Blowin’ Kisses is a minute and a half of pure joy, sung a capella with the beat kept by a trio of finger clicking (see clip below). A love song in its purest form and one that takes me back to the lady who re-introduced me to Dire Straits. An old fashioned term but, our first date was to see Waterfall play at the Half Moon in Putney on bank holiday Monday in 1980.

We finish with the closing track on that second album. Before Forever has just eight lines repeated, punctuated by Keith’s guitar and Martyn’s violin:

The winds that blow
And carry me from you
The waves that bear me
Far far away
Carry my love
And bear my heart’s promise
That before forever
I’ll see you again.

Martyn Oram’s website

Keith Donnelly’s website

“Friends” by Waterfall on YouTube

“Blowin’Kisses” by Waterfall on YouTube

Waterfall biography

TopperPost #345


  1. Ernst Jensma
    Jan 24, 2015

    This morning, after 34 years, I heard the beautiful LP “Three Birds” from Waterfall again … it was like going back in time when we invited Waterfall to play in our student bar in Leeuwarden Holland. We were then inspired, and very enthusiastic … a lovely performance and musical atmosphere. Make love not war! And now after all these years I even think it is better than before: a lovely sound and great music. My daughters, 21 and 24, love the music and want to digitalise the LP. Where is Waterfall now???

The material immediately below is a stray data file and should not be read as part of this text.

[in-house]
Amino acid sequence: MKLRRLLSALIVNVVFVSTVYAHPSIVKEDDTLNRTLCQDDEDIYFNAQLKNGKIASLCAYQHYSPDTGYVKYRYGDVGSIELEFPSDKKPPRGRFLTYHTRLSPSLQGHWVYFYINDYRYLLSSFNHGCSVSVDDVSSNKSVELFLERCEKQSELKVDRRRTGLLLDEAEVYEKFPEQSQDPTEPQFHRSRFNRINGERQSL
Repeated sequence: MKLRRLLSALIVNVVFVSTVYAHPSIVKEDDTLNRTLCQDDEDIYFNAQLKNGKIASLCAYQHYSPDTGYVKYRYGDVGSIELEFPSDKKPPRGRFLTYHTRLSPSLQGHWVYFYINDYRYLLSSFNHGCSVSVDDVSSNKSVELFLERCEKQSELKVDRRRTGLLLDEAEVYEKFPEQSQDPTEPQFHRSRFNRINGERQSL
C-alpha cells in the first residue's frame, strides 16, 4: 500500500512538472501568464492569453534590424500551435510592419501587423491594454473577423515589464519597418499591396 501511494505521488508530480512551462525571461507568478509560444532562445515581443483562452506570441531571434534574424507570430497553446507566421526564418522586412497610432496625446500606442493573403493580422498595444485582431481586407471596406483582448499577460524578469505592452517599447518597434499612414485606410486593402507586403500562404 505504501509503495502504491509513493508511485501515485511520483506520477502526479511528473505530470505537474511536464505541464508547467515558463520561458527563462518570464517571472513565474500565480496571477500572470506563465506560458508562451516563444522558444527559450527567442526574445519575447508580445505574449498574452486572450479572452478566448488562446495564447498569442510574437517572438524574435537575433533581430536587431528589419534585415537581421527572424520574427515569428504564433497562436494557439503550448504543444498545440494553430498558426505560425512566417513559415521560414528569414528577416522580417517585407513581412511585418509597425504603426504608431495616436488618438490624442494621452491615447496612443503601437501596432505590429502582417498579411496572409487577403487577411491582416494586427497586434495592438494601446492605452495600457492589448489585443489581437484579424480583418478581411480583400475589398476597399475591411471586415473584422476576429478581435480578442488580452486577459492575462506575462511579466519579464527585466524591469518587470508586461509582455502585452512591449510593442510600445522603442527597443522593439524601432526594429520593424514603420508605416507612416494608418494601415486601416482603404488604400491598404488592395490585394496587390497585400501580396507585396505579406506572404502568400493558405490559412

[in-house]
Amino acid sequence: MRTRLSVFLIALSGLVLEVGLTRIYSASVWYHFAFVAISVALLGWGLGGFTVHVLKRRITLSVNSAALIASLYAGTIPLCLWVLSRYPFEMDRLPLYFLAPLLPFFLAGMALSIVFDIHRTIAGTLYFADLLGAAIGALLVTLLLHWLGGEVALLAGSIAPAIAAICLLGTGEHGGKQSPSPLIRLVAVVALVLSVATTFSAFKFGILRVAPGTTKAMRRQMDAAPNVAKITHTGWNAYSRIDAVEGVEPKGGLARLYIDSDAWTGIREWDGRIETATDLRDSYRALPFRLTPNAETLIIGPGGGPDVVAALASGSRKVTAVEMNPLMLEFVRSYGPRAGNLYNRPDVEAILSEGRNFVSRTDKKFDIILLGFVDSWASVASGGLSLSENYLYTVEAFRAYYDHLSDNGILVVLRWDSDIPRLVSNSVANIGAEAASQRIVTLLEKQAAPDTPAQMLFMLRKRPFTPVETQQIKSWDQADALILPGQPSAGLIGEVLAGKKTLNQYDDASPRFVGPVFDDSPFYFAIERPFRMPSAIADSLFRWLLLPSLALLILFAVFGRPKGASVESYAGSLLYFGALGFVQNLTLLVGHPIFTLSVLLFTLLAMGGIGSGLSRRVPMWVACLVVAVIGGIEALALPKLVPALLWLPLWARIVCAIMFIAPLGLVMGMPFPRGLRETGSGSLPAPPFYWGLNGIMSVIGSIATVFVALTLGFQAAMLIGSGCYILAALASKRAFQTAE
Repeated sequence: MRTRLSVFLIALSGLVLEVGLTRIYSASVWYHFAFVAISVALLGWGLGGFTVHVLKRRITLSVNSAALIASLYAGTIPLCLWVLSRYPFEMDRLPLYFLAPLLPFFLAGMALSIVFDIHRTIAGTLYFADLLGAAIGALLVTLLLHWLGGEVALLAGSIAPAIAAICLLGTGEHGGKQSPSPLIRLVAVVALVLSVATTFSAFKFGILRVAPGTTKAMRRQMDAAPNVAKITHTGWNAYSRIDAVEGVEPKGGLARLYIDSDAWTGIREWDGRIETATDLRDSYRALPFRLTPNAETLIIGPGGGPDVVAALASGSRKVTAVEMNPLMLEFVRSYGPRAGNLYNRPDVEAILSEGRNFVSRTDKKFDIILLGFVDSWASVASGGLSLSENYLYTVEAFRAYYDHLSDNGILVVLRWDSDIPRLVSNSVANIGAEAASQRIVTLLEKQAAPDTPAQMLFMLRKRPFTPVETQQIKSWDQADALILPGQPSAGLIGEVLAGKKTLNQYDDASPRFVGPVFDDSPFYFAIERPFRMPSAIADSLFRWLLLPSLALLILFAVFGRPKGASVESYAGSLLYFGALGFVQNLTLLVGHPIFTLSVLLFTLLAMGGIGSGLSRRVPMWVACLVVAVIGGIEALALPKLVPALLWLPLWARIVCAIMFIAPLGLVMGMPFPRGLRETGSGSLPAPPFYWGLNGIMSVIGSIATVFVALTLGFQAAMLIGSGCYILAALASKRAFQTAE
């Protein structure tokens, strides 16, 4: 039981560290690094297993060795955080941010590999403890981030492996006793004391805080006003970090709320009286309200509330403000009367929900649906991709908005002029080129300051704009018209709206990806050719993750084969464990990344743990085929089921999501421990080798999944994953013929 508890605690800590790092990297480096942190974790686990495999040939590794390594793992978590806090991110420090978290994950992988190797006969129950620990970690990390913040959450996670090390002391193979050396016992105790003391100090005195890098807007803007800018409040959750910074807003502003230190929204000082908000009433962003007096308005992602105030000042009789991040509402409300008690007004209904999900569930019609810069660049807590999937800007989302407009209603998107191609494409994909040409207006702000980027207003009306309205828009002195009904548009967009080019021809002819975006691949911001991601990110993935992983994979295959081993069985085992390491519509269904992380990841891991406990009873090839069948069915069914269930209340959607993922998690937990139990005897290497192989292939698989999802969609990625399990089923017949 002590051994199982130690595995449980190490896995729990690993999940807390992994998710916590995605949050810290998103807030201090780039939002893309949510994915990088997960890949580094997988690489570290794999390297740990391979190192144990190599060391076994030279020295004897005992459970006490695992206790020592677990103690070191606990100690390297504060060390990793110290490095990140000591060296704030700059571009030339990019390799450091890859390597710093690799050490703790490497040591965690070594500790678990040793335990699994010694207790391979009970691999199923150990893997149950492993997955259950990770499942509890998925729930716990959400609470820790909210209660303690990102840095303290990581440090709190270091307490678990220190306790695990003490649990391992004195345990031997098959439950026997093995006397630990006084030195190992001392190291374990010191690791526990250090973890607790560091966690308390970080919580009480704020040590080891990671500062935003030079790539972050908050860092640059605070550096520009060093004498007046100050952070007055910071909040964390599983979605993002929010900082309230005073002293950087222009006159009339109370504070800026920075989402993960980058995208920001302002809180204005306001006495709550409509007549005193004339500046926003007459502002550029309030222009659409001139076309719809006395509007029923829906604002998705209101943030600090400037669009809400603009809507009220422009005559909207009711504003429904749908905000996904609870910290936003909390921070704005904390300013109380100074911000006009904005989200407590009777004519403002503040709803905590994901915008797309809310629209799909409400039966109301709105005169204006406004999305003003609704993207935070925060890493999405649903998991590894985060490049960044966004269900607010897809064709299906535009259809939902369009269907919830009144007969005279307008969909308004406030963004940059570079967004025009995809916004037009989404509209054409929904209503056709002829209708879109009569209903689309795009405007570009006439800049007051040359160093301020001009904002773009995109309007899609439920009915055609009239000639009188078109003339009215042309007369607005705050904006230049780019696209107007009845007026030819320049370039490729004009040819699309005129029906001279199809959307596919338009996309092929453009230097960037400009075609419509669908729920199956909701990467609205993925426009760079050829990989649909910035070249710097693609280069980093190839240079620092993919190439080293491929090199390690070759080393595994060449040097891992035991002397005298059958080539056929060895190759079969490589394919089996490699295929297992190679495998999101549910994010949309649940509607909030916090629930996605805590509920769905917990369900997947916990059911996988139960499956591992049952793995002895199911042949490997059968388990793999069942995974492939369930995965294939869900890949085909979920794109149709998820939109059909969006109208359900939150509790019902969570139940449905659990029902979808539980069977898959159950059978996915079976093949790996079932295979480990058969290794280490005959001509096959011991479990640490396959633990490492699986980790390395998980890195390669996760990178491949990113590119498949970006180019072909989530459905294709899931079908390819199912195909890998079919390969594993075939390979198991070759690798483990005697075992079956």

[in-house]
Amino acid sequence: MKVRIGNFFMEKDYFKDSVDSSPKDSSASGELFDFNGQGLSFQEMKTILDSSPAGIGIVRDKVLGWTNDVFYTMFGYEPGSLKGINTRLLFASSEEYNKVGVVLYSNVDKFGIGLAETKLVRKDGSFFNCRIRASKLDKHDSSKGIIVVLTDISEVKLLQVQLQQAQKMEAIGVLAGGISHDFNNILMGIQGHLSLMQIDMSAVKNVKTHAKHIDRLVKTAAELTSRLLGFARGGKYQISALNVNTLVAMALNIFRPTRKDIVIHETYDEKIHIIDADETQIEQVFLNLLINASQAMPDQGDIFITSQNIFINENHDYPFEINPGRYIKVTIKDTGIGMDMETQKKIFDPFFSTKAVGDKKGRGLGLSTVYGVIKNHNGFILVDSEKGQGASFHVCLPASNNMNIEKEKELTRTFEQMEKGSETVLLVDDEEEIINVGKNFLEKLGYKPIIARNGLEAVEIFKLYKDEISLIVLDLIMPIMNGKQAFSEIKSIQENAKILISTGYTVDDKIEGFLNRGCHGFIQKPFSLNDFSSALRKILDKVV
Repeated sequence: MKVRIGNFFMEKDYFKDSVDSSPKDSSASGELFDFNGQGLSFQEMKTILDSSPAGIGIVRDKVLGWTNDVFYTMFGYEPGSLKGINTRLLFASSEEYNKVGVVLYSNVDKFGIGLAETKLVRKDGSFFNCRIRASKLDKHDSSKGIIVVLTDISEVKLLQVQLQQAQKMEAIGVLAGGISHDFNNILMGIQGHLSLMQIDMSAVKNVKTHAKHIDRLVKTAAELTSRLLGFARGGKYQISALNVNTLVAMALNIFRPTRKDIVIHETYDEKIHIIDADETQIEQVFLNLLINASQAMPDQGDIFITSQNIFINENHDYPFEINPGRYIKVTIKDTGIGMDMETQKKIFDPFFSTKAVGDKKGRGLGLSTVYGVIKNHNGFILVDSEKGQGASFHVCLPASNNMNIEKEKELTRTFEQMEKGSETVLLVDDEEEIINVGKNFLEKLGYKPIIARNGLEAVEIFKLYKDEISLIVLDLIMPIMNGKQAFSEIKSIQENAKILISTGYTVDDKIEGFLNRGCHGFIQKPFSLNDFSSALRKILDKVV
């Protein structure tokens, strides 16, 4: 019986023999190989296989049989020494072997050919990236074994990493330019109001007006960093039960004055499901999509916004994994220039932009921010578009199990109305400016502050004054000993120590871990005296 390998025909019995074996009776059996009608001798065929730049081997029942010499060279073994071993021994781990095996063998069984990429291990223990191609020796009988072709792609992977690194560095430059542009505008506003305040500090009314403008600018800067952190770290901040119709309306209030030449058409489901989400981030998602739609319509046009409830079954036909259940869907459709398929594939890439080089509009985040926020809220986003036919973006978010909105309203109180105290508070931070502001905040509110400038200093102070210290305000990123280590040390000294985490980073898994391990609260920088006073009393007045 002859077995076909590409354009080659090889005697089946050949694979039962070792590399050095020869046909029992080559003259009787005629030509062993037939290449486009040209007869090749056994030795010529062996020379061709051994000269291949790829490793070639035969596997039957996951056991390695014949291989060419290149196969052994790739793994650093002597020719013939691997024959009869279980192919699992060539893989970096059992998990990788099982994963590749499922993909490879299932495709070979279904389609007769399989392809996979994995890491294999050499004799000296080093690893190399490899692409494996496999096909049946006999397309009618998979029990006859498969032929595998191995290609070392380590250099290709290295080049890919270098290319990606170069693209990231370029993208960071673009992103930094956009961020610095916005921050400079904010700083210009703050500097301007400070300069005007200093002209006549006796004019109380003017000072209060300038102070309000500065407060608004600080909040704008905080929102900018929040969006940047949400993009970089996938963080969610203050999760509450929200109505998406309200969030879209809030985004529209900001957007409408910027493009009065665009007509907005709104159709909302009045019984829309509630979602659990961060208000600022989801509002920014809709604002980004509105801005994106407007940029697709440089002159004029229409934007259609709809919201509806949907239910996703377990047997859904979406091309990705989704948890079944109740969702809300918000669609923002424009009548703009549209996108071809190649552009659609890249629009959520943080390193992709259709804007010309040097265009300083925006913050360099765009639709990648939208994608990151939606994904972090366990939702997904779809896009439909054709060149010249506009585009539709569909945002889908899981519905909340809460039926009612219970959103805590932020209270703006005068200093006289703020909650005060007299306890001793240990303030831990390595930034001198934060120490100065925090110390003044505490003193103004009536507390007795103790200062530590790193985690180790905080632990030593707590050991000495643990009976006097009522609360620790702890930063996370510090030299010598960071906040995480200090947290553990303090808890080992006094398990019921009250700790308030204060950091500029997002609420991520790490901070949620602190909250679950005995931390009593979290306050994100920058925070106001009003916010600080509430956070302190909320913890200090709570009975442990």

• Helen Fothergill
      Mar 17, 2015

      Where can I hear Three Birds please…? I heard and was present at Waterfall’s performance in Looe, Cornwall, back in 1980-somthing … I bought their album, I love their music. Her voice is so pure …

      As Ian writes in his piece on Waterfall, we don’t think Three Birds has ever been available on CD. You should be able to listen to all of the tracks on YouTube, and at a quick check you can buy a secondhand copy of the LP for a price on Amazon and eBay and at a more reasonable price on vinyl at Discogs – click here… Anyone got any better ideas? Ed.

Submit a Comment

Your email address will not be published. Required fields are marked *

This site uses Akismet to reduce spam. Learn how your comment data is processed.